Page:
As Congressional Republicans wrestle with a health care repeal plan that reach the President’s desk given the myriad procedural and political constraints, I use my latest column at National Review to offer perspective — and a bit of caution:
If Republicans truly believe Obamacare is in a death spiral and will collapse under its own weight, they had better be confident that nibbling around the edges of the law will be enough to stabilize the system. Otherwise this will be at best a pyrrhic victory, absolving Democrats and leaving Republicans exposed to whatever fallout is yet to come. And regardless of the macro effects, Democrats will be armed with countless heartbreaking anecdotes buttressed by ugly CBO coverage projections. If you’re going to be blamed for disrupting a massive economic sector, you’d better make sure it’s your best shot.
Click here to read the full piece.
My latest for National Review is not so much of a rebuttal to Ron Brownstein’s worthwhile Atlantic piece as an extension that seeks to broaden the scope of his question. Whatever effect Trump might have on Millennial voters with respect to partisan imprinting pales in comparison to macro factors that are shaping my generation:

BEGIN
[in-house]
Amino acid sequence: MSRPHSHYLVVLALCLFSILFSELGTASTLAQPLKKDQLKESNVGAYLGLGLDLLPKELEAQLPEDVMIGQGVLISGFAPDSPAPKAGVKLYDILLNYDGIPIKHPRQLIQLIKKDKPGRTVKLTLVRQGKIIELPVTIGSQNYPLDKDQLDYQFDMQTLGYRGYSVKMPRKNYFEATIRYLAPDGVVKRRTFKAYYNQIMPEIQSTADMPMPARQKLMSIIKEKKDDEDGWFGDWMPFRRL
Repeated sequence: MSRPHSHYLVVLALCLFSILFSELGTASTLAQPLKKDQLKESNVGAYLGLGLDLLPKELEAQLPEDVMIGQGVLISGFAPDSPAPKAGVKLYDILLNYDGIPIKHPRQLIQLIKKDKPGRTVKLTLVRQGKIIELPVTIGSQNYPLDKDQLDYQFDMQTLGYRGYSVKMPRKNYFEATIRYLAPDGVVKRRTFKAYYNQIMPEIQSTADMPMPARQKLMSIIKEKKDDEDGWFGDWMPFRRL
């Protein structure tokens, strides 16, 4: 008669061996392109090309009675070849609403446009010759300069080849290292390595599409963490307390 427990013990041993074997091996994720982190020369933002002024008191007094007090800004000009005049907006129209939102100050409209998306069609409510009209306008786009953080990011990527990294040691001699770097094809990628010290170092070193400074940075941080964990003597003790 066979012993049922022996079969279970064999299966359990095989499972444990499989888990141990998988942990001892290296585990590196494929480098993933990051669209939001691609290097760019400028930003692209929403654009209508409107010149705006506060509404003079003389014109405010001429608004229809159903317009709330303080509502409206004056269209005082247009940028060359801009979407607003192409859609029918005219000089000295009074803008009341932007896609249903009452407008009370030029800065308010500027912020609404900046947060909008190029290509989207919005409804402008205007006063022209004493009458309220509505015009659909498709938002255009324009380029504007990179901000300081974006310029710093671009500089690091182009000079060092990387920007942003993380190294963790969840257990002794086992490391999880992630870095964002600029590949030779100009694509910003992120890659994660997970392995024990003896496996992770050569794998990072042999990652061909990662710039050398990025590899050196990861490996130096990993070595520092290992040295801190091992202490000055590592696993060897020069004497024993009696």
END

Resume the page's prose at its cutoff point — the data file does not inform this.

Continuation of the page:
So perhaps the more interesting question is how Millennials differ from previous generations in ways that cut across these demographic subgroups. And the answer is that they’re less religious; they’re more educated; they’re less wealthy than their parents were at the same age; and they’re more likely to be single. Some of these characteristics are a function of recent economic malaise. Some are culturally endemic. But all of them have conspired to produce a generation that lags significantly behind previous ones when it comes to career trajectory, home ownership, and family formation.
This should be a major cause for concern among Republicans, not just because it delays important milestones, but because it renders the party’s appeal to a broad swath of the electorate indefinitely moot. An economically stunted, socially stilted generation mired in transitional purgatory is a far bigger threat to the GOP than the sort of partisan imprinting pondered in Brownstein’s piece. Whether Trump ends up as a blight or a credit to the GOP, his impact on Millennial voting patterns will be secondary to that of broader generational growing pains.
Click here for the full article.
My latest at National Review on demographics as destiny, Obama’s hidden WWC strength, and the Clinton campaign’s folly:
The failure of Hillary Clinton to excite, turn out, and sustain Obama margins with the so-called Rising American Electorate hurt her badly. But even more fatefully, the Clinton campaign — and Democrats generally — appear to have misread the very make-up of their coalition, and in doing so ignored the apparent glue that was holding together the deceptively fragile Blue Wall. In the end, a little more than 100,000 votes separate genius and glory from folly and failure.
Full piece here.